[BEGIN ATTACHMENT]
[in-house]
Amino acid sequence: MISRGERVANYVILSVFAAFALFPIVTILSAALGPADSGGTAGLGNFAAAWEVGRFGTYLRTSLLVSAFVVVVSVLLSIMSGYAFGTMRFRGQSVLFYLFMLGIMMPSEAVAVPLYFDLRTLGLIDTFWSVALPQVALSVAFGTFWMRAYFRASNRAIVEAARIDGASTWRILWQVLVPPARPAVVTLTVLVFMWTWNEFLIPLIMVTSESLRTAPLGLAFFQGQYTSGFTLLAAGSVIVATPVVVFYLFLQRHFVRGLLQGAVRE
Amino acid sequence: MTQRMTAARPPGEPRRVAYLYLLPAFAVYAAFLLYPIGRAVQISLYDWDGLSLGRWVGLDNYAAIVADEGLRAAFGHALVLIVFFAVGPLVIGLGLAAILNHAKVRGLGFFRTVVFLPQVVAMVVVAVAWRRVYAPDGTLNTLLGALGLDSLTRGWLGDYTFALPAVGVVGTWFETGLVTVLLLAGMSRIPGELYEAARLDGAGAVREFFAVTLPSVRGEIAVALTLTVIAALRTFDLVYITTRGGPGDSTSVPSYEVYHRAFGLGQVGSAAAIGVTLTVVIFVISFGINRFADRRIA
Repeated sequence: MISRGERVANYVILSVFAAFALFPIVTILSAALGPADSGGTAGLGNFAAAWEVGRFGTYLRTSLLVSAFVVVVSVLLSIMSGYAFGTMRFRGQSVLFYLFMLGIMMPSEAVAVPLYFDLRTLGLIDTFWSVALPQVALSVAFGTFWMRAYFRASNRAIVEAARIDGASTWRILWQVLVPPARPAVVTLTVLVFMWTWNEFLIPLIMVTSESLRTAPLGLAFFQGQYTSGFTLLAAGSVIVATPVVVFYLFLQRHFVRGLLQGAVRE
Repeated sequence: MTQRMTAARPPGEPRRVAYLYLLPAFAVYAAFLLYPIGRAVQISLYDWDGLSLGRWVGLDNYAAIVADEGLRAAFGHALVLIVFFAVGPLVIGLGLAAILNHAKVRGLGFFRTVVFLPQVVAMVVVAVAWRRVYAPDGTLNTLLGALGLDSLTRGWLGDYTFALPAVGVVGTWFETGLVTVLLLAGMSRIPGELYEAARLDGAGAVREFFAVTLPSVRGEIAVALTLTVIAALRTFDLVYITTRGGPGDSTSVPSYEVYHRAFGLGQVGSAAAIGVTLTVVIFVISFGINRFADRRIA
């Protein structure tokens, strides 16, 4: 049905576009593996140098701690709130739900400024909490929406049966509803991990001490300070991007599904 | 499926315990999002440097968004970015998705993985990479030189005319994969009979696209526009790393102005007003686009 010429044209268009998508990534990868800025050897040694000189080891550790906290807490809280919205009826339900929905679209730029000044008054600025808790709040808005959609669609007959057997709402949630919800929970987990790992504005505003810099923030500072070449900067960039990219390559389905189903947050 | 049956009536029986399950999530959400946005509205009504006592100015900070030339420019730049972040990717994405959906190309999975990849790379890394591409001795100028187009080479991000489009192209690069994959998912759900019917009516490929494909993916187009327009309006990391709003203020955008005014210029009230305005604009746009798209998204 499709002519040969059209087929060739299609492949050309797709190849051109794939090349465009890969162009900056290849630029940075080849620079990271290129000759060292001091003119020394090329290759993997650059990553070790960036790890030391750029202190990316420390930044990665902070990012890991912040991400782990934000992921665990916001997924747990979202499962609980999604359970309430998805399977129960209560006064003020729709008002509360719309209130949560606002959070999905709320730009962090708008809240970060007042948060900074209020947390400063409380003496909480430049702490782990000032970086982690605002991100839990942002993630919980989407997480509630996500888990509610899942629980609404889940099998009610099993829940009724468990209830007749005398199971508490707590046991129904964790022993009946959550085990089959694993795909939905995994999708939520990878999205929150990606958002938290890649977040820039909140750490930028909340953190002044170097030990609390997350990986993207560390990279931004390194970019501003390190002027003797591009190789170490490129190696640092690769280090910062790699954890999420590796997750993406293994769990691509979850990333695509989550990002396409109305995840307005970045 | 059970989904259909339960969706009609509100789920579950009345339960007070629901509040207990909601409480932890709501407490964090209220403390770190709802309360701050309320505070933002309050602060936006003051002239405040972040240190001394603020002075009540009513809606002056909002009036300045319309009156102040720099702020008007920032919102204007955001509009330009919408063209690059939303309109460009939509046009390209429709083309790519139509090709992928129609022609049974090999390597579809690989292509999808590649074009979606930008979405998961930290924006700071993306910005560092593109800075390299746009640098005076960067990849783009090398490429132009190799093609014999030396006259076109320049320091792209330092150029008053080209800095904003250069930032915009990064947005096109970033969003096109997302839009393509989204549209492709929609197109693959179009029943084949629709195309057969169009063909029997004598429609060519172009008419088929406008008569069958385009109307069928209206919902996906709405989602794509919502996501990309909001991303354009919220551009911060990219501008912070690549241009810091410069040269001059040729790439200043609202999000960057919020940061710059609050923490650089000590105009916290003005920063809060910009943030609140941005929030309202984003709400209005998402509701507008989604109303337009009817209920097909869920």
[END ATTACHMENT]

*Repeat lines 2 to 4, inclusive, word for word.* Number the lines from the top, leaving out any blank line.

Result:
Amino acid sequence: MISRGERVANYVILSVFAAFALFPIVTILSAALGPADSGGTAGLGNFAAAWEVGRFGTYLRTSLLVSAFVVVVSVLLSIMSGYAFGTMRFRGQSVLFYLFMLGIMMPSEAVAVPLYFDLRTLGLIDTFWSVALPQVALSVAFGTFWMRAYFRASNRAIVEAARIDGASTWRILWQVLVPPARPAVVTLTVLVFMWTWNEFLIPLIMVTSESLRTAPLGLAFFQGQYTSGFTLLAAGSVIVATPVVVFYLFLQRHFVRGLLQGAVRE
Amino acid sequence: MTQRMTAARPPGEPRRVAYLYLLPAFAVYAAFLLYPIGRAVQISLYDWDGLSLGRWVGLDNYAAIVADEGLRAAFGHALVLIVFFAVGPLVIGLGLAAILNHAKVRGLGFFRTVVFLPQVVAMVVVAVAWRRVYAPDGTLNTLLGALGLDSLTRGWLGDYTFALPAVGVVGTWFETGLVTVLLLAGMSRIPGELYEAARLDGAGAVREFFAVTLPSVRGEIAVALTLTVIAALRTFDLVYITTRGGPGDSTSVPSYEVYHRAFGLGQVGSAAAIGVTLTVVIFVISFGINRFADRRIA
Repeated sequence: MISRGERVANYVILSVFAAFALFPIVTILSAALGPADSGGTAGLGNFAAAWEVGRFGTYLRTSLLVSAFVVVVSVLLSIMSGYAFGTMRFRGQSVLFYLFMLGIMMPSEAVAVPLYFDLRTLGLIDTFWSVALPQVALSVAFGTFWMRAYFRASNRAIVEAARIDGASTWRILWQVLVPPARPAVVTLTVLVFMWTWNEFLIPLIMVTSESLRTAPLGLAFFQGQYTSGFTLLAAGSVIVATPVVVFYLFLQRHFVRGLLQGAVRE